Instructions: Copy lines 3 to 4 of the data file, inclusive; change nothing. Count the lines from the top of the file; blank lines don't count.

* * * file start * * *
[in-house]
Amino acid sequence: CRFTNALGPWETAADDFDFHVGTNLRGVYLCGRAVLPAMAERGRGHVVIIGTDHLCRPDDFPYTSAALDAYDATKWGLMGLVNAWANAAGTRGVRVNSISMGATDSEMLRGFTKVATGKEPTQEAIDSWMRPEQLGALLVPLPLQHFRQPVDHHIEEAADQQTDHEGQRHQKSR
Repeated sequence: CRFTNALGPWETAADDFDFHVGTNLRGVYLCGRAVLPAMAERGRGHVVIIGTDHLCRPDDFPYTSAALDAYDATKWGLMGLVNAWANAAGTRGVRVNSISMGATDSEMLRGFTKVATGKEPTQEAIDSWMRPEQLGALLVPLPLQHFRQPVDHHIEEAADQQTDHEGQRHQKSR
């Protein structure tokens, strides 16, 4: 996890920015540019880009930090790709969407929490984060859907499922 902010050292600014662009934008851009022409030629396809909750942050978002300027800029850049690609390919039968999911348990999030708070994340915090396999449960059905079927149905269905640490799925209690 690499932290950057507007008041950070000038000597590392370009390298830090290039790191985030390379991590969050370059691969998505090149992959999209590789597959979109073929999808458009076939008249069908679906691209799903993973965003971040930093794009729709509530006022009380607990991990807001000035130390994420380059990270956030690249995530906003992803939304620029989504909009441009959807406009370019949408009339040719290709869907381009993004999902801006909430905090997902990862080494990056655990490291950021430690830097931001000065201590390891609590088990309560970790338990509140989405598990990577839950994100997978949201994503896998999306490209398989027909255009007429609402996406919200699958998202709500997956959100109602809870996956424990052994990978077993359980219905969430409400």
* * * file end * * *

Repeated sequence: CRFTNALGPWETAADDFDFHVGTNLRGVYLCGRAVLPAMAERGRGHVVIIGTDHLCRPDDFPYTSAALDAYDATKWGLMGLVNAWANAAGTRGVRVNSISMGATDSEMLRGFTKVATGKEPTQEAIDSWMRPEQLGALLVPLPLQHFRQPVDHHIEEAADQQTDHEGQRHQKSR
């Protein structure tokens, strides 16, 4: 996890920015540019880009930090790709969407929490984060859907499922 902010050292600014662009934008851009022409030629396809909750942050978002300027800029850049690609390919039968999911348990999030708070994340915090396999449960059905079927149905269905640490799925209690 690499932290950057507007008041950070000038000597590392370009390298830090290039790191985030390379991590969050370059691969998505090149992959999209590789597959979109073929999808458009076939008249069908679906691209799903993973965003971040930093794009729709509530006022009380607990991990807001000035130390994420380059990270956030690249995530906003992803939304620029989504909009441009959807406009370019949408009339040719290709869907381009993004999902801006909430905090997902990862080494990056655990490291950021430690830097931001000065201590390891609590088990309560970790338990509140989405598990990577839950994100997978949201994503896998999306490209398989027909255009007429609402996406919200699958998202709500997956959100109602809870996956424990052994990978077993359980219905969430409400």